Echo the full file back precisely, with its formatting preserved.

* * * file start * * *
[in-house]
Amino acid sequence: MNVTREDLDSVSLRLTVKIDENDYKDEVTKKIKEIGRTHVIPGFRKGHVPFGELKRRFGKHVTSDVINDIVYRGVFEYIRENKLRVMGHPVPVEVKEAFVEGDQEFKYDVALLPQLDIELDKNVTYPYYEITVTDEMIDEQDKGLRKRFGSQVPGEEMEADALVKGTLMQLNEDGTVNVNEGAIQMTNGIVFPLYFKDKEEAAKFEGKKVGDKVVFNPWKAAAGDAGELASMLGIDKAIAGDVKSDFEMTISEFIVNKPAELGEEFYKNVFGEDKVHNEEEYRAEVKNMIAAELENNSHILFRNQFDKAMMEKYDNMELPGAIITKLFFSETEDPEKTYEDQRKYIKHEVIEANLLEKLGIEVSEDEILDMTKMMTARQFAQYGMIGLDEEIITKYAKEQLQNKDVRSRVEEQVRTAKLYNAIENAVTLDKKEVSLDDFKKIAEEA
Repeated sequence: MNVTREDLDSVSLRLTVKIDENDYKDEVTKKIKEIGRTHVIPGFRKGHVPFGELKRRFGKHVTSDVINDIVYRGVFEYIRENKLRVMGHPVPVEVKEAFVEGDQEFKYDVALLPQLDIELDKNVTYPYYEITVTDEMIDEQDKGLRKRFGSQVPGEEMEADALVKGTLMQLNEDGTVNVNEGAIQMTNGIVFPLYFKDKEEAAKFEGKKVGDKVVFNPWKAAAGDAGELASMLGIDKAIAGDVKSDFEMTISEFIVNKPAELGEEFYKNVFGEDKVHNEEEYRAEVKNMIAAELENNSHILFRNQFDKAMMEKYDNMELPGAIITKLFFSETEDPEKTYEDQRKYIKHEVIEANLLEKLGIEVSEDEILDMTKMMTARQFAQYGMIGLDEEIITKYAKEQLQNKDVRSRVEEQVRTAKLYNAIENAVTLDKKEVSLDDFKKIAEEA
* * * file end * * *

[in-house]
Amino acid sequence: MNVTREDLDSVSLRLTVKIDENDYKDEVTKKIKEIGRTHVIPGFRKGHVPFGELKRRFGKHVTSDVINDIVYRGVFEYIRENKLRVMGHPVPVEVKEAFVEGDQEFKYDVALLPQLDIELDKNVTYPYYEITVTDEMIDEQDKGLRKRFGSQVPGEEMEADALVKGTLMQLNEDGTVNVNEGAIQMTNGIVFPLYFKDKEEAAKFEGKKVGDKVVFNPWKAAAGDAGELASMLGIDKAIAGDVKSDFEMTISEFIVNKPAELGEEFYKNVFGEDKVHNEEEYRAEVKNMIAAELENNSHILFRNQFDKAMMEKYDNMELPGAIITKLFFSETEDPEKTYEDQRKYIKHEVIEANLLEKLGIEVSEDEILDMTKMMTARQFAQYGMIGLDEEIITKYAKEQLQNKDVRSRVEEQVRTAKLYNAIENAVTLDKKEVSLDDFKKIAEEA
Repeated sequence: MNVTREDLDSVSLRLTVKIDENDYKDEVTKKIKEIGRTHVIPGFRKGHVPFGELKRRFGKHVTSDVINDIVYRGVFEYIRENKLRVMGHPVPVEVKEAFVEGDQEFKYDVALLPQLDIELDKNVTYPYYEITVTDEMIDEQDKGLRKRFGSQVPGEEMEADALVKGTLMQLNEDGTVNVNEGAIQMTNGIVFPLYFKDKEEAAKFEGKKVGDKVVFNPWKAAAGDAGELASMLGIDKAIAGDVKSDFEMTISEFIVNKPAELGEEFYKNVFGEDKVHNEEEYRAEVKNMIAAELENNSHILFRNQFDKAMMEKYDNMELPGAIITKLFFSETEDPEKTYEDQRKYIKHEVIEANLLEKLGIEVSEDEILDMTKMMTARQFAQYGMIGLDEEIITKYAKEQLQNKDVRSRVEEQVRTAKLYNAIENAVTLDKKEVSLDDFKKIAEEA